Datadive update

October 16, 2011

I left my datadive team at 9:15pm last night hard at work, visualizing the data in various ways as well as finding interesting inconsistencies. I will try to post some actual results later, but I want to wait for them to be (somewhat) finalized. For now I can make some observations.

  • First, I really can’t believe how cool it is to meet all of these friendly and hard-working nerds who volunteered their entire weekend to clean and dig through data. It’s a really amazing group and I’m proud of how much they’ve done.
  • Second, about half of the data scientists are women. Awesome and unusual to see so many nerd women outside of academics!
  • Third, data cleaning is hard work and is a huge part of the job of a data scientist. I should never forget that. Having said that, though, we might want to spend some time before the next datadive pre-cleaning and formatting the data so that people have more time to jump into the analytics. As it is we learned a lot about data cleaning as a group, but next time we could learn a lot about comparing methodology.
  • Statistical software packages such as Stata have trouble with large (250MB) files compared to python, probably because of the way they put everything into memory at once. So it’s cool that everyone comes to a datadive with their own laptop and language, but some thought should be put into what project they work on depending on this information.
  • We read Gelman, Fagan and Kiss’s article about using the Stop and Frisk data to understand racial profiling, with the idea that we could test it out on more data or modify their methodology to slightly change the goal. However, they used crime statistics data that we don’t have and can’t find and which are essential to a good study.
  • As an example of how crucial crime data like this is, if you hear the statement, “10% of the people living in this community are black but 50% of the people stopped and frisked are black,” it sounds pretty damning, but if you add “50% of crimes are committed by blacks” then it sound less so. We need that data for the purpose of analysis.
  • Why is crime statistics data so hard to find? If you go to NYPD’s site and search for crime statistics, you get really very little information, which is not broken down by area (never mind x and y coordinates) or ethnicity. That stuff should be publicly available. In any case it’s interesting that the Stop and Frisk data is but the crime stats data isn’t.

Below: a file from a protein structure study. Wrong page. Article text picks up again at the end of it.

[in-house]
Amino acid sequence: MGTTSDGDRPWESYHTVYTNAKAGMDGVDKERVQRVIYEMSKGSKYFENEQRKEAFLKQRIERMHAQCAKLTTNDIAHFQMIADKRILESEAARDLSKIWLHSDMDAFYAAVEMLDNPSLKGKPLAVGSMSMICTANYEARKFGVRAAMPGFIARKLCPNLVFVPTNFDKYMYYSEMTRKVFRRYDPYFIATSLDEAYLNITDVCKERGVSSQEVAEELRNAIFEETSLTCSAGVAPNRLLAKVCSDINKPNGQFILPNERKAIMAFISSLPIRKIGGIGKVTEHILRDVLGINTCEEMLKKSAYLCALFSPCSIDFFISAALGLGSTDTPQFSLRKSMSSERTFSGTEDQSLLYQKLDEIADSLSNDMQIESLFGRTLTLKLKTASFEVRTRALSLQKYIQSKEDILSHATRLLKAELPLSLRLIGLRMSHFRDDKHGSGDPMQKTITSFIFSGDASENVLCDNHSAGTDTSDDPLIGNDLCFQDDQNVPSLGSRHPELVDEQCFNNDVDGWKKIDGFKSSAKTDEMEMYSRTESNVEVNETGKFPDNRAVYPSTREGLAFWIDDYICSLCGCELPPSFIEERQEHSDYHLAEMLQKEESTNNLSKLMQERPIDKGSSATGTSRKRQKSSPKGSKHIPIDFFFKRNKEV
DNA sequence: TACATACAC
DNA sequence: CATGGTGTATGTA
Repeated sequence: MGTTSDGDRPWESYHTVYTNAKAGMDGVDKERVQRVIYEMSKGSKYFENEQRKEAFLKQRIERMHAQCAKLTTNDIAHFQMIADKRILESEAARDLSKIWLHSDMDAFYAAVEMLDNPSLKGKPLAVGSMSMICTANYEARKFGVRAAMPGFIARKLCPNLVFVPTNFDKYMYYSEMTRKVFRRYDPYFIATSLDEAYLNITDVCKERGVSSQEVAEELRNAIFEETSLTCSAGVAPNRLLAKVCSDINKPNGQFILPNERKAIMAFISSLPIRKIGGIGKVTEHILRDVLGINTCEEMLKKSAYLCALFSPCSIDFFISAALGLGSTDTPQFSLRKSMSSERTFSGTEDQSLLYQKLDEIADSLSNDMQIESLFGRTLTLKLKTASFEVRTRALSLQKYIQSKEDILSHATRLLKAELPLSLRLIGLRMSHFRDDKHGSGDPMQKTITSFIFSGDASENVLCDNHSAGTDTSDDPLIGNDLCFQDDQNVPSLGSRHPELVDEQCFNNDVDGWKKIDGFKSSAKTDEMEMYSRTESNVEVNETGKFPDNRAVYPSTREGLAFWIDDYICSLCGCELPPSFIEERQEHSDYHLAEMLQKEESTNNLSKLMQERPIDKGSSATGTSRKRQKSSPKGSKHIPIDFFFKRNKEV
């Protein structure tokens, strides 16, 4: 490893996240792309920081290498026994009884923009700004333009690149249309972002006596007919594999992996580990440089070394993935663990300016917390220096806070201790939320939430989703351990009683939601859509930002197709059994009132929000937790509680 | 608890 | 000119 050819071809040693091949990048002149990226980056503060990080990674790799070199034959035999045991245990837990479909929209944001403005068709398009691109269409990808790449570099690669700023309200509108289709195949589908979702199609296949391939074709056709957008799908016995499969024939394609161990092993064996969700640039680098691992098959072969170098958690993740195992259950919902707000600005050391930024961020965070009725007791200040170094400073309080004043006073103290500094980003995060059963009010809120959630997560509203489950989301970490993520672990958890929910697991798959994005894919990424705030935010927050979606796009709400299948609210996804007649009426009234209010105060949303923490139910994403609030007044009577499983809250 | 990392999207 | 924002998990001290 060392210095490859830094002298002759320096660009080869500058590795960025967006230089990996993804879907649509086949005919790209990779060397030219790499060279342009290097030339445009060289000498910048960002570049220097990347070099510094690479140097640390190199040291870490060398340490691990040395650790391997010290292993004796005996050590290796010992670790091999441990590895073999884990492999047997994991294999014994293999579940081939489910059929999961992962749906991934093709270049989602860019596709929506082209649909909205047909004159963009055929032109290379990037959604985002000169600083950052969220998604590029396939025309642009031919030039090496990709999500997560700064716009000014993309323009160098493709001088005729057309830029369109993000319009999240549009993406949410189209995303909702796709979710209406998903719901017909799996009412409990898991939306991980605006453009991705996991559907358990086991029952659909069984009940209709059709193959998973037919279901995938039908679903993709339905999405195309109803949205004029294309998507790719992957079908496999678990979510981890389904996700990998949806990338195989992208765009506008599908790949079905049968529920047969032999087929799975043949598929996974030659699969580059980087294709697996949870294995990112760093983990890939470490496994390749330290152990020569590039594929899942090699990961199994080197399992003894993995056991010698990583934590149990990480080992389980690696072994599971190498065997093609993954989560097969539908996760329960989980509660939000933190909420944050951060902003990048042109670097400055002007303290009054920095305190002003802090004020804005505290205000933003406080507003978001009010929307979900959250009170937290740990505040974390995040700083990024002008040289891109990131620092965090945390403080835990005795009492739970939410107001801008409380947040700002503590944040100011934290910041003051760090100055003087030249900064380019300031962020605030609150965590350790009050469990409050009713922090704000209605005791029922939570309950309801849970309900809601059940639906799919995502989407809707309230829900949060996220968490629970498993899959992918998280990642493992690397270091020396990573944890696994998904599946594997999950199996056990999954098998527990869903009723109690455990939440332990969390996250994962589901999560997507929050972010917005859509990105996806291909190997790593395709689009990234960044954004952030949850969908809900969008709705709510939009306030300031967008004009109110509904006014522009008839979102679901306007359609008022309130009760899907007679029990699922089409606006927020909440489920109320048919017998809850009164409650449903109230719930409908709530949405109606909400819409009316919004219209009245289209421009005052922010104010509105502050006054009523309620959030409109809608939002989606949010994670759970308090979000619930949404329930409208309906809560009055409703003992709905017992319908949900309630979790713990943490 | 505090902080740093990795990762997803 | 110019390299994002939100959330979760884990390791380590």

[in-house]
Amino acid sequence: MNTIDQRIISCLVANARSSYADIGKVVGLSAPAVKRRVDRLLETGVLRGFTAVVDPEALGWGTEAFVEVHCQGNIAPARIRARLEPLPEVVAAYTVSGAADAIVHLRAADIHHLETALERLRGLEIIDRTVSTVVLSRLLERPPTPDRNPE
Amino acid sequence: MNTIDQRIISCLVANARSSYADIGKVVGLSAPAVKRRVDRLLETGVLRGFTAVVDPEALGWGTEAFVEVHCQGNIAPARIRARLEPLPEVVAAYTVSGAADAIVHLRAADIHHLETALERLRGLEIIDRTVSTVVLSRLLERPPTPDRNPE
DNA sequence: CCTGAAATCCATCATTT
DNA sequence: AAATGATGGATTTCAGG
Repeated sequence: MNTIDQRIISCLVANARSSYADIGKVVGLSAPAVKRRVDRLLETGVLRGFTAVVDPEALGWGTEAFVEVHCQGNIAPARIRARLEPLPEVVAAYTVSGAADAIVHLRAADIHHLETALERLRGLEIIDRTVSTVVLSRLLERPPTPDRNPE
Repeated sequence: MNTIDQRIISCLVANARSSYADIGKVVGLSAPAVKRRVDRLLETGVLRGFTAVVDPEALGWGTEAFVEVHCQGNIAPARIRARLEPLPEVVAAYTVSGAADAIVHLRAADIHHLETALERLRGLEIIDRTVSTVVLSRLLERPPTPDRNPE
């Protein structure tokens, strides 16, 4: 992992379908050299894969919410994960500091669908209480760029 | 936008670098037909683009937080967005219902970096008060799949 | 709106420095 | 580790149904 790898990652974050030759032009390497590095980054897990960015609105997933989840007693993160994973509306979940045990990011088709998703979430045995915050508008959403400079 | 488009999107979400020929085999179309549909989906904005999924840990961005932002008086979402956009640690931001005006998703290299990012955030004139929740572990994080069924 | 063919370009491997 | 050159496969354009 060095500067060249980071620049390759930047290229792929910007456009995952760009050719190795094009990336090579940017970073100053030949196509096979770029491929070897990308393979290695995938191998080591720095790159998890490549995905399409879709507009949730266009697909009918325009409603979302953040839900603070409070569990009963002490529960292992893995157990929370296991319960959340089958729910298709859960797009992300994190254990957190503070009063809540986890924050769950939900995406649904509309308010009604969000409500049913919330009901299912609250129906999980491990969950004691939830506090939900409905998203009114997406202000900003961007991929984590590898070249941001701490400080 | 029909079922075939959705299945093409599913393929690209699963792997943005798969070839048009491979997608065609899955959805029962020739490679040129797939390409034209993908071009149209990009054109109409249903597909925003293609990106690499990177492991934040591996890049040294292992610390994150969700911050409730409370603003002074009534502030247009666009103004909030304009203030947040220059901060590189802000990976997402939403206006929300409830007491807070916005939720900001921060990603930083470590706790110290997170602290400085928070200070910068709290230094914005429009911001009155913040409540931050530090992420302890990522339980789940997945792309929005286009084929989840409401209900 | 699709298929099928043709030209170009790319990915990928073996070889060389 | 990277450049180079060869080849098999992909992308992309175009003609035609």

• Oh my god check out our wiki, I just looked and I’m seeing some pretty amazing graphics. I saw some prototypes last night and I happen to know that some of these visualizations are actually movies, showing trends over time. Very cool!
  • One last observation: this is just the beginning. The data is out there, the wiki is set up, and lots of these guys want to continue their work after this weekend is over. That’s what I’m talking about.
The final presentation is this morning, I can’t wait to see what all the teams came up with. Go, Data Without Borders!
  1. Angela Zadi
    October 20, 2011 at 3:18 pm

    From “Up Against the Wall” to Up In Their Faces
    On October 21st at 1 pm be at the State Office Building in Harlem as:
    Cornel West, Professor, Author, Public Intellectual
    Carl Dix, Revolutionary Communist Party
    Rev. Stephen Phelps, Interim Senior Minister of Riverside Church
    Rev. Earl Kooperkamp, Rector of St. Mary’s Episcopal Church
    Debra Sweet, National Director of World Can’t Wait
    Rev. Omar Wilks, Union Pentecostal Church
    Prof. Jim Vrettos, John Jay College of Criminal Justice
    Elaine Brower, Military Mom and World Can’t Wait
    Commit Non-Violent Civil Disobedience to STOP “Stop & Frisk”
    The New York Police Department is on pace to “Stop & Frisk” over 700,000 people in 2011! That’s more than 1,900 people each day. More than 85% of those stopped are Black or Latino, many are as young as 11 or 12, and more than 90% of them were doing nothing wrong when the police stopped, humiliated, brutalized them or worse.
    Everyone knows it is wrong. It is illegal, racist, unconstitutional and intolerable! But THIS FRIDAY people are putting themselves on the line to STOP IT. This is the beginning; this is serious; we won’t stop until Stop & Frisk is ended.
    Join the non-violent civil disobedience – OR – BE THERE TO BEAR WITNESS & SUPPORT!
    Friday, October 21
    1pm Rally at Harlem State Office Building
    1:30 March to NYPD 28th Precinct at West 123rd and Frederick Douglass Boulevard
    Endorsed by:
    Rev. Luis Barrios, John Jay College of Criminal Justice
    Herb Boyd, journalist, author, Harlem NY
    Eve Ensler,Tony Award winning Playwrite, Creator of VDay

    Brian Figueroux, Esq.
    Chris Hedges, Pulitzer Prize winning journalist
    Nicholas Heyward, Father of Nicholas Heyward, Jr. who was killed by police
    Sikivu Hutchinson, author
    Lawrence Lucas, Our Lady of Lourdes RC Church
    Cynthia McKinney, former Congressperson
    Efia Nwangaza, Malcolm X Center, Greenville, SC
    Bill Quigley, Loyola Law New Orleans
    Michael Ratner, President Emeritus Center for Constitutional Rights

    Mark Lewis Taylor, Princeton University
    Sunsara Taylor, writer Revolution Newspaper and World Can’t Wait Advisory Board
    The Stop Mass Incarceration Network: PO Box 941, New York, NY 10002 * 973.756.7666 *


  2. October 21, 2011 at 9:35 am

    My mom is a crime data analyst in a Bay Area suburb. I’ll ask her about data availability. I do know that for public records requests, she has to pull and clean the data for the lawyers.


  3. October 21, 2011 at 9:38 am

    Awesome, thanks!


  1. December 27, 2011 at 8:08 am
  2. August 10, 2012 at 7:02 am
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